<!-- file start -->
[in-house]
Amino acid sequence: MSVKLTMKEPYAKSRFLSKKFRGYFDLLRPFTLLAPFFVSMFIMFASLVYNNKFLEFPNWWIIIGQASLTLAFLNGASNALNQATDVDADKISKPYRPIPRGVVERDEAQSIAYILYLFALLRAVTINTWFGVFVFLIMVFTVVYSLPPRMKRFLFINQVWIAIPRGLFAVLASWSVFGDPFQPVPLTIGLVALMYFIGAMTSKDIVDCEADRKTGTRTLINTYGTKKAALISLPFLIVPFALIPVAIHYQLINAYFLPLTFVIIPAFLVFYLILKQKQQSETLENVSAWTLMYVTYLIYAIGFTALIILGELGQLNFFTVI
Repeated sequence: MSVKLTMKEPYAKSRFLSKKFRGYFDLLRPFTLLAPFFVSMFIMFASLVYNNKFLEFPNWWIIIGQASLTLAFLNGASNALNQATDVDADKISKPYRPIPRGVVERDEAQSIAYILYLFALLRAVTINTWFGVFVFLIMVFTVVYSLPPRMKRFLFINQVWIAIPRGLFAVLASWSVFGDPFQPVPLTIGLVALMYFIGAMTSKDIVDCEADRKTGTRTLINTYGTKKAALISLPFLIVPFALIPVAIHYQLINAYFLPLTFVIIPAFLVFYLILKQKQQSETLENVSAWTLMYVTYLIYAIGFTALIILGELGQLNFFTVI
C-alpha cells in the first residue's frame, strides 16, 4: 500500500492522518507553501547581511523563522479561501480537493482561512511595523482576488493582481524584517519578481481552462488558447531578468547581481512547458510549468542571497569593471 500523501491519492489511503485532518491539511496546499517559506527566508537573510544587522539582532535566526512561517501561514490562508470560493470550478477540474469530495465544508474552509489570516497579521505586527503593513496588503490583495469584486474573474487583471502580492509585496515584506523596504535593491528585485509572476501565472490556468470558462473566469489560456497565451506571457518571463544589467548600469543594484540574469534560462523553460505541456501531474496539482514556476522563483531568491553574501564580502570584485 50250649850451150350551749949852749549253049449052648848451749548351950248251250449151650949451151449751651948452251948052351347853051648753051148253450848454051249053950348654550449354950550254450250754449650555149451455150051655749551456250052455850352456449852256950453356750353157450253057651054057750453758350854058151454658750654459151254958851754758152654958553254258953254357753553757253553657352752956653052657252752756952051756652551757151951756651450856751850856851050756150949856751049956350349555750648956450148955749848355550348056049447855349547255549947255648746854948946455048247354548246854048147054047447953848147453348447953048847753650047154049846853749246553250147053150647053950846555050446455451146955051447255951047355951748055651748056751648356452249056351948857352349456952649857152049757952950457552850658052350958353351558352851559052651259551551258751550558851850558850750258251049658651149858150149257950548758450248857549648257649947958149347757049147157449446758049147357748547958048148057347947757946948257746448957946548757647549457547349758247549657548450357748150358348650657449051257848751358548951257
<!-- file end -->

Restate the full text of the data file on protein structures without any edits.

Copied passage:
[in-house]
Amino acid sequence: MSVKLTMKEPYAKSRFLSKKFRGYFDLLRPFTLLAPFFVSMFIMFASLVYNNKFLEFPNWWIIIGQASLTLAFLNGASNALNQATDVDADKISKPYRPIPRGVVERDEAQSIAYILYLFALLRAVTINTWFGVFVFLIMVFTVVYSLPPRMKRFLFINQVWIAIPRGLFAVLASWSVFGDPFQPVPLTIGLVALMYFIGAMTSKDIVDCEADRKTGTRTLINTYGTKKAALISLPFLIVPFALIPVAIHYQLINAYFLPLTFVIIPAFLVFYLILKQKQQSETLENVSAWTLMYVTYLIYAIGFTALIILGELGQLNFFTVI
Repeated sequence: MSVKLTMKEPYAKSRFLSKKFRGYFDLLRPFTLLAPFFVSMFIMFASLVYNNKFLEFPNWWIIIGQASLTLAFLNGASNALNQATDVDADKISKPYRPIPRGVVERDEAQSIAYILYLFALLRAVTINTWFGVFVFLIMVFTVVYSLPPRMKRFLFINQVWIAIPRGLFAVLASWSVFGDPFQPVPLTIGLVALMYFIGAMTSKDIVDCEADRKTGTRTLINTYGTKKAALISLPFLIVPFALIPVAIHYQLINAYFLPLTFVIIPAFLVFYLILKQKQQSETLENVSAWTLMYVTYLIYAIGFTALIILGELGQLNFFTVI
C-alpha cells in the first residue's frame, strides 16, 4: 500500500492522518507553501547581511523563522479561501480537493482561512511595523482576488493582481524584517519578481481552462488558447531578468547581481512547458510549468542571497569593471 500523501491519492489511503485532518491539511496546499517559506527566508537573510544587522539582532535566526512561517501561514490562508470560493470550478477540474469530495465544508474552509489570516497579521505586527503593513496588503490583495469584486474573474487583471502580492509585496515584506523596504535593491528585485509572476501565472490556468470558462473566469489560456497565451506571457518571463544589467548600469543594484540574469534560462523553460505541456501531474496539482514556476522563483531568491553574501564580502570584485 50250649850451150350551749949852749549253049449052648848451749548351950248251250449151650949451151449751651948452251948052351347853051648753051148253450848454051249053950348654550449354950550254450250754449650555149451455150051655749551456250052455850352456449852256950453356750353157450253057651054057750453758350854058151454658750654459151254958851754758152654958553254258953254357753553757253553657352752956653052657252752756952051756652551757151951756651450856751850856851050756150949856751049956350349555750648956450148955749848355550348056049447855349547255549947255648746854948946455048247354548246854048147054047447953848147453348447953048847753650047154049846853749246553250147053150647053950846555050446455451146955051447255951047355951748055651748056751648356452249056351948857352349456952649857152049757952950457552850658052350958353351558352851559052651259551551258751550558851850558850750258251049658651149858150149257950548758450248857549648257649947958149347757049147157449446758049147357748547958048148057347947757946948257746448957946548757647549457547349758247549657548450357748150358348650657449051257848751358548951257